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figure out where you fit in and find your voters. who are you competing for? this is something that kamala harris is struggling with right now. you know, you're not really quite as liberal as bernie sanders and elizabeth warren, so it's hard to compete for those voters. and then you have joe biden, who is really snatched up a lot of the more moderate establishment democrats. now it's getting harder and harder for those candidates who aren't in the top tier to kind of make their case. >> so to that point, let's talk about electability. i want to play this sound bite from the biden camp. it seems like that's their mantra, at least for this week. watch. >> there are a lot of really good people, qualified people. but the things -- i don't know if anybody's negotiated internationally like i have. they may be and they may rise to the occasion. i'm not suggesting they're not. they're really good people. but i think at this moment in time, i'm the most qualified person to do it. >> all right. so is that argument enough?
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i feel like the biden camp is playing electability selectively here. they don't seem to be going all in for a big policy or, you know, some kind of position. they're playing it safe with electability which some have said it's a scare tactic. >> seems like they're being ham handed about it. they hit you over the head with this ad they dropped in iowa where they didn't show a farmer or anatything related to iowa a then they talked about how electable he was. then they had his wife talk about how the electability element is what they should focus on. it's working for them now. wea they've started to see cracks in the foundation in terms of how people are thing about biden as the most electability candidate which is his strongest argument. he hasn't demonstrated himself
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well at the debates. he appellahasn't put out a poli that's ben received so well. >> what if he loses after iowa? does that change the entire calculus? >> the entire race changes after iowa. at that point, voters in other states start to parrot what they're seeing. we're talking about the electability thing. really, it's what are my neighbors going to do? what are the people who live around me going to decide based on the veavailable pool of candidates? i think other states will follow suit. >> to that point, speaking of iowa, cory booker who has not held back his punches against joe biden saying our next candidate should not be somebody who is a safe bet. he caught up with my colleague garrett haake, take a listen to this. >> most competent to beat donald trump, is that a miss? >> because this far out in every election since before carter we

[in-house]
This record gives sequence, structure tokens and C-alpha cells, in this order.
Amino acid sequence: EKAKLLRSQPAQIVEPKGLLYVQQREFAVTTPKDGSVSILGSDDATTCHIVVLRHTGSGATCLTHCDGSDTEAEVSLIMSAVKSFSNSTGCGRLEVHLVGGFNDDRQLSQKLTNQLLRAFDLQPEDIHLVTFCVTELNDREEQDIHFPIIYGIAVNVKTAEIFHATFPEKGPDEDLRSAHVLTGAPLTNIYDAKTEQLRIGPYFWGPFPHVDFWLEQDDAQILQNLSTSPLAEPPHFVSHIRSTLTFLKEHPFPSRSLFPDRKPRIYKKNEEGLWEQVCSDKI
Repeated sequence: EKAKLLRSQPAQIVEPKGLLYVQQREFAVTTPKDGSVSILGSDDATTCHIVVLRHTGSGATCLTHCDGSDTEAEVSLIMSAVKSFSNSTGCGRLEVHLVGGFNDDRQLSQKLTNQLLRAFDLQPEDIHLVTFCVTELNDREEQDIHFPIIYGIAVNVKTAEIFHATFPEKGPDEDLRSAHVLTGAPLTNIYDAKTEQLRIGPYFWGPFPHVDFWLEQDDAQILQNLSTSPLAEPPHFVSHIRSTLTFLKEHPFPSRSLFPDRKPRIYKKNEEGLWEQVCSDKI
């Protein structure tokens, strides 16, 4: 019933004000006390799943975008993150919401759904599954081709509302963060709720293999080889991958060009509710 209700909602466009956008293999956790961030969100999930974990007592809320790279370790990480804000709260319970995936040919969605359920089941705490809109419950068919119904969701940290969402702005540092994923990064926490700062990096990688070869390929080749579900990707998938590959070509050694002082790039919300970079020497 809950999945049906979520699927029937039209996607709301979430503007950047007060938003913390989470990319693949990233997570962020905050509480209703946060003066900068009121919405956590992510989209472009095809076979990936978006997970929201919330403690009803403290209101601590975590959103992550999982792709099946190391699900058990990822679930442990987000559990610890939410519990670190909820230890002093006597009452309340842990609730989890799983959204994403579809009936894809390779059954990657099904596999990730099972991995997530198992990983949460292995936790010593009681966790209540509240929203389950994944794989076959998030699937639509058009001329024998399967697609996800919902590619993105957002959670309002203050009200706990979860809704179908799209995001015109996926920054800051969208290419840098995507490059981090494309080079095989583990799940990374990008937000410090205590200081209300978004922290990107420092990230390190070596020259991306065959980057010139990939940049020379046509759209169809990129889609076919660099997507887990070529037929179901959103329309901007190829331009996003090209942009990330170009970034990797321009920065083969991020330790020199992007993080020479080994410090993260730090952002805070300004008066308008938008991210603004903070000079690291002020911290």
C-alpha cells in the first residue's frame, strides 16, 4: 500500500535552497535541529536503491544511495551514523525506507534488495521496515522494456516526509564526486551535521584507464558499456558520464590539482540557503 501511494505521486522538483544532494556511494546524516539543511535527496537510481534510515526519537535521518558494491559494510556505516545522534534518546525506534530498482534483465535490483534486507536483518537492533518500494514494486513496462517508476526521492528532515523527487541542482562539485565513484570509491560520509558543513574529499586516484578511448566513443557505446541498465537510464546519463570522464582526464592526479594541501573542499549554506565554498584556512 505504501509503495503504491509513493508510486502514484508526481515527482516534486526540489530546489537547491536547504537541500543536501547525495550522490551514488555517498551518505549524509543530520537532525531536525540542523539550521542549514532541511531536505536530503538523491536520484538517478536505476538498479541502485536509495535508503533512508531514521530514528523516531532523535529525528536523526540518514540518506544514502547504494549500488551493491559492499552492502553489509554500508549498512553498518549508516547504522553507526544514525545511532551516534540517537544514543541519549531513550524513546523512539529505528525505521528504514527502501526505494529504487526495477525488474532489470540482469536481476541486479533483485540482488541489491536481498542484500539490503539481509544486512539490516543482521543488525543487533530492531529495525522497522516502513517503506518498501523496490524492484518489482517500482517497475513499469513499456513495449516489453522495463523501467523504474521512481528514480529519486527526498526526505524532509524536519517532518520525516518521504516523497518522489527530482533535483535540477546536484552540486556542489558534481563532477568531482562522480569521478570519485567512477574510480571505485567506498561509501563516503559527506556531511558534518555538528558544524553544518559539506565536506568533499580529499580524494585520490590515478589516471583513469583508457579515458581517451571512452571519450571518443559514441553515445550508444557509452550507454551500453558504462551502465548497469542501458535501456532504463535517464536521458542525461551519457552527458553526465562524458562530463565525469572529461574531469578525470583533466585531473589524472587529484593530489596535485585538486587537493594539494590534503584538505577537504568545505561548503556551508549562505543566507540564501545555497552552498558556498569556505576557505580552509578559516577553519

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have never had someone leading in the polls this far out that went on to be the president of the united states. carter, bill clinton, barack obama, all considered underdogs at this point. do you know what they could do? they could speak to the american spirit. they could excite and energize people. get crowds on their feet. we need a candidate that's not the safe bet. woo they need to speak to the heart and the gut. >> is senator cory booker right? is he right that going for it -- because they're going up against a candidate like president trump, probably one that none of those candidates had ever gone up against historically. is he right? do you go with a safe bet or not? >> i have no idea. >> is it a smart strategy? >> i have no idea. we'll find out. there's two schools of thought here. right? one is -- let's go back to hillary clinton. two schools of thought on why she lost. one is she was unable to persuade the suburban voters to ditch their affiliation to the republican party. the other is she was unable to
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get the base excited for her candidacy. when you saw the margins in detroit, milwaukee, pennsylvania, did not come in for her the way they should have traditionally. what cory is sdodoing is saying we've got to get people excited. safe bet doesn't get people excited. we tried this in 2016. it didn't work with us. all i'll say is this about electability. what does it actually mean? it's in the eye of the beholder. you can make the case that he brings the best resume, he has not shown he's up to the task. but i do think -- we were talking off set. in the end it disadvantages candidates who are minorities or women. in part because we just never envision them, except for barack obama, as president. so we have difficulty understanding how they could get elected. also in part because polling data shows that democrats blame http: hillary clinton's loss on her gender and they're worried about
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nominating another woman to go against donald trump. we have to take that into consideration. >> thank you all very much. coming up, under threat, the trump administration makes it more difficult for migrant families to claim asylum. you're watching "andrea mitchell reports" only on msnbc. ndrea mil reports" only on msnbc so, every day, we put our latest technology and unrivaled network to work. the united states postal service makes more e-commerce deliveries to homes than anyone else in the country.